Transcribed from the December/January 2008 issue of Wax Poetics, Evidence (of Dilated Peoples) runs down the rap records that heavily influenced his life and his rap career. Enjoy and be educated.
Nas Illmatic (Columbia, 1994)
Evidence: Not one single bar is wasted here. And it’s such a short album! Not counting the intro, it’s really just nine song. And if you want to go even further, “It Ain’t Hard to Tell” and “Halftime” were released before. Never in my life was I so happy to get seven new songs! [laughs] Pete Rock, Premier, and Large Professor were obviously having friendly competition against one another. It was not only a rapper’s dream, but, from a production standpoint, it stands as well. The fact that the production wasn’t carrying Nas, but that all the elements carried each other, is unmatched. It’s magic.
Gang Starr Moment of Truth (Noo Trybe, 1998)
Evidence: I know people will debate me on this and will say Hard to Earn or Step in the Arena. But, for me, everything just came together on Moment of Truth. The guests were chosen perfectly and Premier’s production was smooth as ever. I love how everyone goes and gets Premier’s beat, but not everyone gets Premier’s Gang Starr beats. [laughs] The kind of beats he lays Guru are a cut above his other work, it seems. “Robbin Hood Theory” and “Above the Clouds” are perfect modern-day rap songs. That’s a newer album, and most of my favorites are from the late ’80′s, but, for me, it’s a very influential recent record.
Pharcyde Bizarre Ride II: The Pharcyde (Delicious Vinyl, 1992)
Evidence: This was the first time I heard rappers letting their guard down. They were talking about jacking off and how wack they were. [laughs] It opened my eyes to comedy in rap music. For me, hip-hop is a very serious thing, and I never dug it when cats were goofy. But Pharcyde was genuine. J-Swift was a very different producer at the time, and Fatlip is one of the most endearing rappers ever. They proved that you didn’t have to act hard to get signed. They sort of carried De La’s motto of “We don’t give a fuck [how] you view us!” I love the honesty and fun of it all.
Ice Cube AmeriKKKa’s Most Wanted (Priority, 1990)
Evidence: We all knew Cube was going solo, but to have Bomb Squad produce it was insanity. The first time I heard it, I was, like, thirteen years old. My mom didn’t like me riding in cars with my friends at the time, so I had to sneak out my house to listen to this tape. [laughs] We heard the whole album, and, at that point, it was the craziest thing I’d ever heard. The way it was put together, I don’t think there’s been another project with that kind of history. It’d ben an ultimate production record if it were an instrumental project too. Cube was so damn aggressive but swift at the time.
Tha Alkaholiks Coast II Coast (Loud, 1995)
Evidence: I’m from L.A., so Tha Liks were my rhyming heroes. This is their second album, and I think it’s flawless. Diamond D, E-Swift and Madlib’s contributions were amazing. I know most people don’t consider this to be classic material, but, as far as influencing me and showing me how to put a record together, it is. I modeled Dilated after Tha Liks in many ways – having the cohesiveness of sound, and being smart but hard at times too. They were from the West but were also respected in the East. They transcended location, and that opened my eyes a lot. This album changed my outlook on group dynamics.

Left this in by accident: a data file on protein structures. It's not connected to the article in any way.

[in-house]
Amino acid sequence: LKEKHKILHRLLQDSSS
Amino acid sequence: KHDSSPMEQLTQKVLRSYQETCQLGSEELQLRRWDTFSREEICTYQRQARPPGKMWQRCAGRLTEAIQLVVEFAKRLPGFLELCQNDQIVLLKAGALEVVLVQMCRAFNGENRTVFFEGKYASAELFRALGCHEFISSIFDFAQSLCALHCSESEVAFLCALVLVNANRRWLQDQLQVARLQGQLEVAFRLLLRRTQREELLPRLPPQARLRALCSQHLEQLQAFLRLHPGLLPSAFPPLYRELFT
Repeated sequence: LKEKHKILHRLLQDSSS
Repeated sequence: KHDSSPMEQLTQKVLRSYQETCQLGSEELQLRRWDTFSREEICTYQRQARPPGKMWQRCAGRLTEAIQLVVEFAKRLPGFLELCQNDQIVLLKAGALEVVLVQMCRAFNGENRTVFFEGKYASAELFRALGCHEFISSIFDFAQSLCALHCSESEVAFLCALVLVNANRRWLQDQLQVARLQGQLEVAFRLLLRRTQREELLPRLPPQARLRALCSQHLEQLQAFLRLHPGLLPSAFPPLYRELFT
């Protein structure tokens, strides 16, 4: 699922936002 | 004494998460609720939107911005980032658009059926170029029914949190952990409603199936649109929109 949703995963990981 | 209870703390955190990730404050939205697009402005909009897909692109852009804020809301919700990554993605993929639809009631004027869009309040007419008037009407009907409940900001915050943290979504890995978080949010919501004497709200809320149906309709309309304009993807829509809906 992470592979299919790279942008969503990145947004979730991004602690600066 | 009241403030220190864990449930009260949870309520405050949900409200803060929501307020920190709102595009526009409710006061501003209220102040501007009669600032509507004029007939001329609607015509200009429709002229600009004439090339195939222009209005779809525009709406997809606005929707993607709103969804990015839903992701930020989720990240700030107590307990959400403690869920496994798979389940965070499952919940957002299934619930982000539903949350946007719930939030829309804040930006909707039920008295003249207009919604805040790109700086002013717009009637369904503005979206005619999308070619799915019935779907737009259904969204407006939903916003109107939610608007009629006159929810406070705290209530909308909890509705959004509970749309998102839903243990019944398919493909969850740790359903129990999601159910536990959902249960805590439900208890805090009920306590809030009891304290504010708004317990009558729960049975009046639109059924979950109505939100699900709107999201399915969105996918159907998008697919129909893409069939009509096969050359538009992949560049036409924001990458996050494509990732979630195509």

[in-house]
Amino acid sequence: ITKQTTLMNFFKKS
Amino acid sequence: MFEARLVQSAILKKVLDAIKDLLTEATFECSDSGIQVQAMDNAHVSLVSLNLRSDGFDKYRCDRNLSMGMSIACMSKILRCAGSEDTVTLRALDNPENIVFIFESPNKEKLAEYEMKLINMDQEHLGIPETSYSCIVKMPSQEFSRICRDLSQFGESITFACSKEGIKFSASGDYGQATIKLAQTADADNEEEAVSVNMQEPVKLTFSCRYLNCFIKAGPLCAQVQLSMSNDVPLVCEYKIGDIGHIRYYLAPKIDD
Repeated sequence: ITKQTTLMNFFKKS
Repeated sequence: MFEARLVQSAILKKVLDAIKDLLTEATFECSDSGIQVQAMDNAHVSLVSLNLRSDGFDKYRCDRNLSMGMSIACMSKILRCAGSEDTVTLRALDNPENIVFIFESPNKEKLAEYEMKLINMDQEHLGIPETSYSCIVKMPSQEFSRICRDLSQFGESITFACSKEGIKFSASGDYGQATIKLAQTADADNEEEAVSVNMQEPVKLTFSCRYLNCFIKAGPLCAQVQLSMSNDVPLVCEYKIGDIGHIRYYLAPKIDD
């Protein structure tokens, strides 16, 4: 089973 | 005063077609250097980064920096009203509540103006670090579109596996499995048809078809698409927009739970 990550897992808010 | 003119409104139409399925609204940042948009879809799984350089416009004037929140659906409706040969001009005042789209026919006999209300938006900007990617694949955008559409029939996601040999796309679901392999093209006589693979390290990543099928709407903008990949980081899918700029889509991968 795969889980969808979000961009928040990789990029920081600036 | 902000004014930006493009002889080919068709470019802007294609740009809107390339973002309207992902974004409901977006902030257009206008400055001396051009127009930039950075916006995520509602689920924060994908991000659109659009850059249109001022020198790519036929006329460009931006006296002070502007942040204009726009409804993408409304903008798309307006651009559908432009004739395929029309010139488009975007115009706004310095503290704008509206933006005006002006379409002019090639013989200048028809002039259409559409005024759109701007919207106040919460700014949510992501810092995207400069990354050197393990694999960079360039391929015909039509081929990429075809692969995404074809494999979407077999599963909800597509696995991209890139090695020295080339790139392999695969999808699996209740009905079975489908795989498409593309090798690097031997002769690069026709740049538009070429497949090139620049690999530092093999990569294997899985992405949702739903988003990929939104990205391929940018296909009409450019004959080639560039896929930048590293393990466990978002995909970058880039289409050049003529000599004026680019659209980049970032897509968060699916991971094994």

A Tribe Called Quest Midnight Marauders (Jive, 1993)
Evidence: This hit me at a certain time and stuck. The interludes was crazy as shit. I think you could tell that it was a classic as soon as the first snare hit. From the very first horns, I was hooked. Ali Shaheed was killing it. And tip is such a timeless rapper. He just had an ill swagger on this one. I think it has one of the best opening records of any record ever made.
Jeru Da Damaja The Sun Rises in the East (Payday, 1994)
Evidence: The production changed the way a lot of records were made after it. WHen I first heard “Come Clean,” I thought it was the best song I had ever heard. [laughs] “Bitches,” “Mindspray,” the whole album was incredible. Jeru sounded great on every song. That epitomizes raw hip-hop right there. He knew how to ride the beats perfectly. Its rawness changed how I viewed a lot of my own records.
Notorious B.I.G. Ready to Die (Bad Boy, 1994)
Evidence: So much personality! It was so brand-new, so many images and pictures, with such a commanding voice and interesting flow. He always reminded me of King Tee. He just had a commanding presence, and, once again, you have Premier, Lord Finesse, and just so many different dynamics working together. Very few artists understand how to cover the whole spectrum, and everyone, from gangstas to backpackers, couldn’t deny it. How could you?
Eric B. and Rakim Paid in Full (4th & Broadway, 1987)
Evidence: This is the oldest one on the list, because it’s probably the first record I learned something from. I was at my boy DEN’s house when I first heard it. DEN was a graffiti artist who was really into punk music. I wasn’t expecting to hear hip-hop at his house, but he played this one day, and the first song was “Eric B. Is President.” He was playing that shit real loud too! I never heard a voice like Rakim’s before. That was the only time I was taken so hard by music [that] I didn’t know what to do. And the thing with Rakim, for me, is that he’s so simplistic. His messages are complex, but his approach and cadence is easy to follow. For example, abstract art is incredible, but very few people can walk up to an empty canvas and draw a perfect circle. That’s how Rakim is for me, he’s one of the few who can draw a perfect circle.